Tuesday, March 28, 2017

Minds at War

By Jeffrey Allen Smith and B. Christopher Frueh, 3-20-13

Any attempt to calculate the carnage of the Civil War, the number of sick, wounded, dismembered and dead, leaves one numb in the struggle to make sense of it all. The conditions and horrors faced by those who fought the war exacted a horrific toll.

One would assume that the physical price paid by the men who fought in the war would have a rough equivalent in the mental price, that the experience of that terrible war would have left countless survivors with horrible psychological scars. But that may not actually be the case: according to official Union war records, adverse psychological reactions to combat across a variety of categories never matched, or even approached, the shocking physical losses from the war.

Serving as the official medical record of the Union Army, “The Medical and Surgical History of the War of Rebellion, 1861-65” was a groundbreaking effort to systematically record the medical impact of one of the first “modern” wars while it was happening. Undertaken by the Army Medical Department, and using exclusively military and governmental records, the six-volume publication contained thousands of pages of medical case studies, pictures, graphs and statistics. With more than 100 separate tables charting some 150 “diseases,” ranging from serpent bite to gunshot wounds and dysentery to suicide, the study provided one of the first medical tallies of the impact of warfare on its combatants.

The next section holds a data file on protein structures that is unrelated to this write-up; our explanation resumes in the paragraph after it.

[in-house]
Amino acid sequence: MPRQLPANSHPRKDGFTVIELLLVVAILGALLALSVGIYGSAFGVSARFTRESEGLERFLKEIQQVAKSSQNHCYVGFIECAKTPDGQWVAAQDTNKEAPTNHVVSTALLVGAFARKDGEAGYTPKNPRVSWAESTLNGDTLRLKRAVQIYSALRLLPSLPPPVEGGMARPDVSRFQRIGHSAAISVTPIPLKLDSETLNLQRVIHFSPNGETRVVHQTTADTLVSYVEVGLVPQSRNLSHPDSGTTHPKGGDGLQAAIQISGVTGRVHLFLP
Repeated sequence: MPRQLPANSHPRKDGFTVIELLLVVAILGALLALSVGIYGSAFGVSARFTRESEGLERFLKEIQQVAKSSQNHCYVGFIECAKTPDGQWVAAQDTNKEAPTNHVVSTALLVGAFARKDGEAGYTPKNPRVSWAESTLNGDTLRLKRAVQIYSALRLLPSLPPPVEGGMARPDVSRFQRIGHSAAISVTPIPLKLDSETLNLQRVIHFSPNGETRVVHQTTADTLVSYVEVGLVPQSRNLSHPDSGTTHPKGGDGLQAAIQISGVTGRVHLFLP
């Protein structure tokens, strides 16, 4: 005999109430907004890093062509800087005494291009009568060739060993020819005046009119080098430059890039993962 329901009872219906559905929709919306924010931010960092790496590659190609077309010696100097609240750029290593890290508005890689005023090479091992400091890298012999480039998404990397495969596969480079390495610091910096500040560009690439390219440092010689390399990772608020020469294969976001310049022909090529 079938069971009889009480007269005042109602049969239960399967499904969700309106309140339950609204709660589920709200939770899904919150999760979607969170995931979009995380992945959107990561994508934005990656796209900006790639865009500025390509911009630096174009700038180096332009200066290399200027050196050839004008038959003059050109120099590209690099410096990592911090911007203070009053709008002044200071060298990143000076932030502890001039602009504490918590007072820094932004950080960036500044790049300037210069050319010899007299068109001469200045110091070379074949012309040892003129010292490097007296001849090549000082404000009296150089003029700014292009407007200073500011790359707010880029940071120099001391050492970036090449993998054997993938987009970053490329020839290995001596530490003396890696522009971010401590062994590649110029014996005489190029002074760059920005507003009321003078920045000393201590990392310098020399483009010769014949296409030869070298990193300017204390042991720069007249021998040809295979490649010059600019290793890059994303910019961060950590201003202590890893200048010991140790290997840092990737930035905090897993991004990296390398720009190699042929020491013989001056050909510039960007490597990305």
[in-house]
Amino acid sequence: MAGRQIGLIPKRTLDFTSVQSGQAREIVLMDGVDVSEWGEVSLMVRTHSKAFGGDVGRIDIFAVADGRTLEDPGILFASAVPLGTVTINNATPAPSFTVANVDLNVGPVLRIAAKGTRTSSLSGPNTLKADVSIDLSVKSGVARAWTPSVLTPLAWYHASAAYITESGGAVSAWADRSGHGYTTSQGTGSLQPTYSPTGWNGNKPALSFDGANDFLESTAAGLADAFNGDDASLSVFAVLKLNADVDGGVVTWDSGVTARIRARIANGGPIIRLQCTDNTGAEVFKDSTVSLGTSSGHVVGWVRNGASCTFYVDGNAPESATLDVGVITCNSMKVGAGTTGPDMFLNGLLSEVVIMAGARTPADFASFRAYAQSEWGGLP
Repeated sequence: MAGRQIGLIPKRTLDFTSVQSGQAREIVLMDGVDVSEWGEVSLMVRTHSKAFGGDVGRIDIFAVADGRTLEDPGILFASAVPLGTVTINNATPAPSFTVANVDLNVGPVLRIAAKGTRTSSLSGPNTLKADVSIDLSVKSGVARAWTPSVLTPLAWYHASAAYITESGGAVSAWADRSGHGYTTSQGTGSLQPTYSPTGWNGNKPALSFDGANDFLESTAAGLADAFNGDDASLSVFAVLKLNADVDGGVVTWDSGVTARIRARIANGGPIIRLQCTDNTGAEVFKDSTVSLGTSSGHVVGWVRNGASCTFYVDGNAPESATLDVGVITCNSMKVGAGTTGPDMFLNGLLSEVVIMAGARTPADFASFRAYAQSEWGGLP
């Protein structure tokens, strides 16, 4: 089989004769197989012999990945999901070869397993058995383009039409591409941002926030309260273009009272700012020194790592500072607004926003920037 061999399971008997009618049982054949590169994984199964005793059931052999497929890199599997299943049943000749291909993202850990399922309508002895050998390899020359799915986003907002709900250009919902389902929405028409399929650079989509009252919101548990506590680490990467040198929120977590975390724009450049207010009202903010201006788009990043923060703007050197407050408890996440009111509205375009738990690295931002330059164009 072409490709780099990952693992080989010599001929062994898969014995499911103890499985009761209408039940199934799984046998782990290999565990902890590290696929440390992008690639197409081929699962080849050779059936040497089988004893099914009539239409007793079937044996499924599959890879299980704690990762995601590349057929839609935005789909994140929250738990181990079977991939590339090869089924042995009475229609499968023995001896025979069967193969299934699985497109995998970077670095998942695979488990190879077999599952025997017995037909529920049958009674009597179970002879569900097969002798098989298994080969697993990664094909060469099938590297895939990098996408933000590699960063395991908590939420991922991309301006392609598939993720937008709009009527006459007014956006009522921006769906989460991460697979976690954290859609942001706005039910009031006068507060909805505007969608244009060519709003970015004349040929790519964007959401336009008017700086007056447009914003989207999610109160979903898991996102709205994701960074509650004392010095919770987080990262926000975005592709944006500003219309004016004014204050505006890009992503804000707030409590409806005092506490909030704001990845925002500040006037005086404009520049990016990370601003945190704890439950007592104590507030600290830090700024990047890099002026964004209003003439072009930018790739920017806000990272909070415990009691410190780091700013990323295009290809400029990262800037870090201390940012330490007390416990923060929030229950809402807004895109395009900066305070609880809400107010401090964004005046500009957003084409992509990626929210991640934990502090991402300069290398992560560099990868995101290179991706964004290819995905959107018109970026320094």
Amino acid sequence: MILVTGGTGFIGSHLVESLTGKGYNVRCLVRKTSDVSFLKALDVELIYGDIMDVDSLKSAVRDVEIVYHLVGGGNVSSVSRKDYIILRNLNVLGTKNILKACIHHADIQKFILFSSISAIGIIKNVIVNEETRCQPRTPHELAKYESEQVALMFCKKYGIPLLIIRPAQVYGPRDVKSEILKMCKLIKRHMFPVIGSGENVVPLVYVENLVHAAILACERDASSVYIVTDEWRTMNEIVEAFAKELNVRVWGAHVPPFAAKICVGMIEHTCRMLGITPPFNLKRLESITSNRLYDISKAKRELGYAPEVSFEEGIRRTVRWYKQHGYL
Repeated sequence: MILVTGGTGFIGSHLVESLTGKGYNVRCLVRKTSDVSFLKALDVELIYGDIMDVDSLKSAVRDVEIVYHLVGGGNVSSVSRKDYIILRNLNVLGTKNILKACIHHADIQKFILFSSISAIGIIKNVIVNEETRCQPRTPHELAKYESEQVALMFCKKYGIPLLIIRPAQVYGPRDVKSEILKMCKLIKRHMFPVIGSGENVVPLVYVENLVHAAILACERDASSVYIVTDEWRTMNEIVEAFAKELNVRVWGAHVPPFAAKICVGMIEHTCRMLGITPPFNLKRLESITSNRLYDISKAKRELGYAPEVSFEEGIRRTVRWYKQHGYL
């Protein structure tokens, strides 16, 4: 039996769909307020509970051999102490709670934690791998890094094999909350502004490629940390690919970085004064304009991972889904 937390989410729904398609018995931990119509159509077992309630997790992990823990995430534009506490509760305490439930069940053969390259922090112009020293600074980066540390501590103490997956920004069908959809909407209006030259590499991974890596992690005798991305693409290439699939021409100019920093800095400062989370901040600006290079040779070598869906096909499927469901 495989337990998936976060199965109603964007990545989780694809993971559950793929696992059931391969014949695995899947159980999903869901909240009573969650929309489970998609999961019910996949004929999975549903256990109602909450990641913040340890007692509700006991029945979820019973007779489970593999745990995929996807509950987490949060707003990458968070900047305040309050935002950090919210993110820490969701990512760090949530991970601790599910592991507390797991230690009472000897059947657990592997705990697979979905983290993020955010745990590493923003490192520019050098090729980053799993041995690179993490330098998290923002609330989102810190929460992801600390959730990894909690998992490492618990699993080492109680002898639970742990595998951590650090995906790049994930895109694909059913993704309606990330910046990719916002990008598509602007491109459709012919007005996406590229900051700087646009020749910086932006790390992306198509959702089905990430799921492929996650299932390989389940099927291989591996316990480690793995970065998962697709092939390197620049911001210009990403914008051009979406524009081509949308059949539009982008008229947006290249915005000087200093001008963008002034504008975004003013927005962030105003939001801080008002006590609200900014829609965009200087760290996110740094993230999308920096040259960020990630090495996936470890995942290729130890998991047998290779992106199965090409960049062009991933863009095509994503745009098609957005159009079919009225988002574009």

Looking over the exhaustive array of medical data found in “The Medical and Surgical History,” a subtle trend lies beneath the jaw-dropping numbers of physical wounds and maladies suffered by those who fought the war. Across a variety of potential psychological categories, the number of cases and deaths for both white and black troops was often well below 1 percent, surprisingly low even after adjusting for the possibility of underreporting.

In a paper we published in a peer-reviewed psychiatric/psychological journal, the highest annual rate of cases reported for any year of the Civil War for Union troops was .017 percent for insanity, .032 percent for “nostalgia” (or depression), .005 percent for concussion of the brain, .045 percent for delirium tremens, .034 percent for inebriation and .06 percent for chronic alcoholism. The data also revealed there were a total of 278 documented suicides over the four years of the war, fewer than the 349 military personnel who died by suicide in 2012 alone.